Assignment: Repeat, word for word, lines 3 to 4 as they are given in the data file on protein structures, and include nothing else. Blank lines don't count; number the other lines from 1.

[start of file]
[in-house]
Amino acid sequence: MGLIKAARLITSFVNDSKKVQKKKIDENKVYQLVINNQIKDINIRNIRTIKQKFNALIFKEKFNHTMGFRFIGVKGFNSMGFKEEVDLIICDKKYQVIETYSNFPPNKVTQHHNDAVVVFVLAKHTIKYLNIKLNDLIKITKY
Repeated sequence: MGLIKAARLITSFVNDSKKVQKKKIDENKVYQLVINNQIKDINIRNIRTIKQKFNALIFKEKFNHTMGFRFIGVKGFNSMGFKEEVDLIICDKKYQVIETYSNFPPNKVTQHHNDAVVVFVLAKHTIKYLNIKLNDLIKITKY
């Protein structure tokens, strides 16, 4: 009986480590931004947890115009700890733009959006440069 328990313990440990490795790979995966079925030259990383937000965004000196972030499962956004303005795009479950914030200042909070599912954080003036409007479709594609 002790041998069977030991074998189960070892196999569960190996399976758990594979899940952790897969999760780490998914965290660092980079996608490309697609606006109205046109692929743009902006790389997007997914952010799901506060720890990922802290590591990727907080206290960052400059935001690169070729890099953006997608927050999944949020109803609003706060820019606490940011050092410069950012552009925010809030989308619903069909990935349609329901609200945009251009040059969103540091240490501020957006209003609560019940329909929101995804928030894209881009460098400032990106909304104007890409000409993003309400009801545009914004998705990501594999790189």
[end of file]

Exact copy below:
Repeated sequence: MGLIKAARLITSFVNDSKKVQKKKIDENKVYQLVINNQIKDINIRNIRTIKQKFNALIFKEKFNHTMGFRFIGVKGFNSMGFKEEVDLIICDKKYQVIETYSNFPPNKVTQHHNDAVVVFVLAKHTIKYLNIKLNDLIKITKY
């Protein structure tokens, strides 16, 4: 009986480590931004947890115009700890733009959006440069 328990313990440990490795790979995966079925030259990383937000965004000196972030499962956004303005795009479950914030200042909070599912954080003036409007479709594609 002790041998069977030991074998189960070892196999569960190996399976758990594979899940952790897969999760780490998914965290660092980079996608490309697609606006109205046109692929743009902006790389997007997914952010799901506060720890990922802290590591990727907080206290960052400059935001690169070729890099953006997608927050999944949020109803609003706060820019606490940011050092410069950012552009925010809030989308619903069909990935349609329901609200945009251009040059969103540091240490501020957006209003609560019940329909929101995804928030894209881009460098400032990106909304104007890409000409993003309400009801545009914004998705990501594999790189």